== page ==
Sophie, Ben and Other Problems presents modern audiences with a modern concept and succeeds beautifully. There is the risk that, in an effort to seem relatable to audiences, it could come across as cringey and play up certain tendencies and tropes to attract modern audiences. However the play is a truthful and honest depiction of what its truly like to be young and to be Irish. While it’s a fairly relatable piece for anyone growing up in our current society, there is something special in the fact that it details the experience of young people in Ireland specifically. There is comfort in the added layer of relatability that really contributes to the emotional scenes in the play. This depiction of the Irish experience also contributes largely to the more upbeat and comedic tones of the play, giving the audience an array of inside jokes almost that are unique to those growing up in Ireland right now.
All in all, Sophie, Ben and Other Problems is a highly enjoyable experience and will play with your emotions form start to finish. The way in which the both the actors and writer can manipulate audiences into laughing out loud one minute and feeling the tears flow the next is a great and skilful form of performance and one that is engaging all around throughout the play.
They say that its hard to make audiences feel sad and emotional, and that it is even harder to make an audience laugh. I assure you Sophie, Ben and Other Problems will have you doing both.
Lórcan is a 17-year old aspiring actor, writer and director currently living in Two Mile House, Naas. They are currently in their sixth year of secondary school in Newbridge. They joined Kildare Youth Theatre in late 2017 and have attended the Caliban workshop and weekly and have attended a youth exchange abroad in Logrono, Spain in the summer of 2018. They have performed in two plays, ‘The Seance’ (June Fest 2019) by Anthony Nielson and ‘By The Bog Of Cats’ by Marina Carr. They are currently in rehearsal for Chris Thompson’s ‘Dungeness’ as part of the Connections 2020 Festival. Lorcan also holds a strong passion for writing and is currently working on their first script and intends on directing their work at some point in the future. They have also recently started a podcast with a few fellow members of their youth theatre as a part of Kildare Youth Theatre’s Quarantine Festival, an event aimed at young adults expressing themselves from their homes in the absence of any workshops, creative outlets, etc. Lorcan hopes to meet others who share their passion for writing and drama and hopefully gain better knowledge of how to produce and create many forms of critiques through several forms of media.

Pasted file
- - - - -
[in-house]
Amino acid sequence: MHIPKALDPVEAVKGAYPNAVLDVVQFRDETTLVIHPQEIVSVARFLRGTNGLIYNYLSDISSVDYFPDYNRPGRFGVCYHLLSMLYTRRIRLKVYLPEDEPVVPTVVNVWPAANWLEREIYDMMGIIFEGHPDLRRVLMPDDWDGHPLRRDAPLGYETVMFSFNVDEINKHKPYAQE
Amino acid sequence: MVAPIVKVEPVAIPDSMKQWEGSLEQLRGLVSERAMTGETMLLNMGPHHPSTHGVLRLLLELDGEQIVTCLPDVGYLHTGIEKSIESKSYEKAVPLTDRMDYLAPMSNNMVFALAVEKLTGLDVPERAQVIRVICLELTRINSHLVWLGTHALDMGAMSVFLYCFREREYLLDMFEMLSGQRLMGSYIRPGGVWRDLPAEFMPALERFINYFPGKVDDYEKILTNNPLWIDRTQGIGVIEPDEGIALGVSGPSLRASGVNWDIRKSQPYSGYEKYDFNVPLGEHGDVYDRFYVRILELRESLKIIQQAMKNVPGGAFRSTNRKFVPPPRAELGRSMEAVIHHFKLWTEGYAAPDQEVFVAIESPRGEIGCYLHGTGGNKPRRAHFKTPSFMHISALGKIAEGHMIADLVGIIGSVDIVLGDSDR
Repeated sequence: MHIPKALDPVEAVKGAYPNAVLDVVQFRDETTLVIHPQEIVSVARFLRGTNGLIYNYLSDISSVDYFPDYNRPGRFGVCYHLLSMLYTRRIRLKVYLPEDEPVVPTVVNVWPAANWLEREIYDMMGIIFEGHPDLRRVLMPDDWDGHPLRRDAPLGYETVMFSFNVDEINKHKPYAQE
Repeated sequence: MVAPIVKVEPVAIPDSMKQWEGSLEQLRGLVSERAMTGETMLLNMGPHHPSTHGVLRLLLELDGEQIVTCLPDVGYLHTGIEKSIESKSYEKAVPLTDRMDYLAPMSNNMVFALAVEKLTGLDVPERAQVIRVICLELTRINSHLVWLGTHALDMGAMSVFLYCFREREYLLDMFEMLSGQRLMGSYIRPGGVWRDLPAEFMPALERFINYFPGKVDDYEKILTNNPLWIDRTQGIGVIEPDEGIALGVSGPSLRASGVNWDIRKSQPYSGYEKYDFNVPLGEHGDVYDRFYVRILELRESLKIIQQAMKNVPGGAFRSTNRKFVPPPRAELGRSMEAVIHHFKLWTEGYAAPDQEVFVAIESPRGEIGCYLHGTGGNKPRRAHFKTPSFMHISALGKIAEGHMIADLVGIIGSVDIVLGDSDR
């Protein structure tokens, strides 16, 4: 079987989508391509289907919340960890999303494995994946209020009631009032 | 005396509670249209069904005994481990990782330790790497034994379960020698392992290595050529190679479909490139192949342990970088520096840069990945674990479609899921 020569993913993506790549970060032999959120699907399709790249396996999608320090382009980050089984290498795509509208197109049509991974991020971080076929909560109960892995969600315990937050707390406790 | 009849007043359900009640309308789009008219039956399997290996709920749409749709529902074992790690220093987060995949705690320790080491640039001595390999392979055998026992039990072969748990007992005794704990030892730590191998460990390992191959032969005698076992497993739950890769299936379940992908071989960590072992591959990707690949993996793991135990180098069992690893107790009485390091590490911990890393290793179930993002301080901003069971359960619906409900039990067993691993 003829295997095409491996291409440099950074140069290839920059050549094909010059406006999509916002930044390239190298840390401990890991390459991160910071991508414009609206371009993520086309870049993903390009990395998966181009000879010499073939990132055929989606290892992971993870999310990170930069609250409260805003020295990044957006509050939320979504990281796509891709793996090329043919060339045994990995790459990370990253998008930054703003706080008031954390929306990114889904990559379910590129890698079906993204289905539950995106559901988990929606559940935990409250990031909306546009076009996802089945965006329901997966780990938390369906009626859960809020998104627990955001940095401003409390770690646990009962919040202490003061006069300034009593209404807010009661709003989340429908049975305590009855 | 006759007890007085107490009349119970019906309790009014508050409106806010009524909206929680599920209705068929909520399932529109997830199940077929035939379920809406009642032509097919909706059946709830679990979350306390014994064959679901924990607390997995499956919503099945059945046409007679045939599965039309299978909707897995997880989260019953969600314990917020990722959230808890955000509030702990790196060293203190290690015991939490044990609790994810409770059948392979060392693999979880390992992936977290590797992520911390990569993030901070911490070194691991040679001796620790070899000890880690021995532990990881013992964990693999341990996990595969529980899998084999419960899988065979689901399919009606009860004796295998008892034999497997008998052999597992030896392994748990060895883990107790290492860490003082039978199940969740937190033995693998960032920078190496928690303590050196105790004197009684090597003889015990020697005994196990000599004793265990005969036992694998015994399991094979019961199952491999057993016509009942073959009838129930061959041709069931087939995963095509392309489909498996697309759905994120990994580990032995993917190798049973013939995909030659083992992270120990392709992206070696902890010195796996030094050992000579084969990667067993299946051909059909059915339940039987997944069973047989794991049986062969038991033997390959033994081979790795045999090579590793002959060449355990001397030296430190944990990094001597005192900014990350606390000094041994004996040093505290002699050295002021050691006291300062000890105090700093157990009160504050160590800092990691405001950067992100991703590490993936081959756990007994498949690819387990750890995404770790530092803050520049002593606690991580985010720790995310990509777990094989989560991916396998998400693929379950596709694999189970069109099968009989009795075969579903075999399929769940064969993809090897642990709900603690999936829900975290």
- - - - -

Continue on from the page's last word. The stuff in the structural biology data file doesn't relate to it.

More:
Our next Young Critic Harry takes a look at Mr Sands Youth Theatre’s production of The IT by Vivienne Frazmann
At the start of the year I saw the Mr Sands junior youth theatre performing their rendition of The It as part of the National Theatre Connections 2020 festival. This play was superbly written by Vivienne Frazmann with great moments of both seriousness and humour. The play follows the story of Grace, a teenage girl who has a monster growing inside of her due to her stressful life. This play shows a dark insight into the stressful lives of teenagers in today’s world, suffering with problems such as body image, identity, fear of the future and the world around her developing into anxiety. I am glad to see issues such as mental health are being publicized to greater audiences. The director had great use of coral segments for the cast and it really made the lines have an impact. The script was perfect and really suited the group.
The set was very minimalistic; it consisted of around 17 stools. The stools were highly moveable which allowed for quick scene and location changes and really enhanced the feeling of school life. They used every bit of the stage to their advantage so that the audience were not always fixed on one person but were captivated by the whole ensemble.
The use of lighting and visual effects really strengthened the play as a whole. This was most notable during the night time scene were the cast slowly crawled towards the centre character of Grace only being illuminated by their phones. It was a spectacular sequence that created a eerie image representing the effects of anxiety while hinting at the fact that mobile phones are the catalyst for it all. It was a powerful message and the audience grasped the concept. The background projections really worked in favour with the play and easily showed the setting of each scene.
In the main, the costumes were realistic, with all wearing the same school uniforms. However there could have been some variety to represent the adult characters such as teacher, and the parents.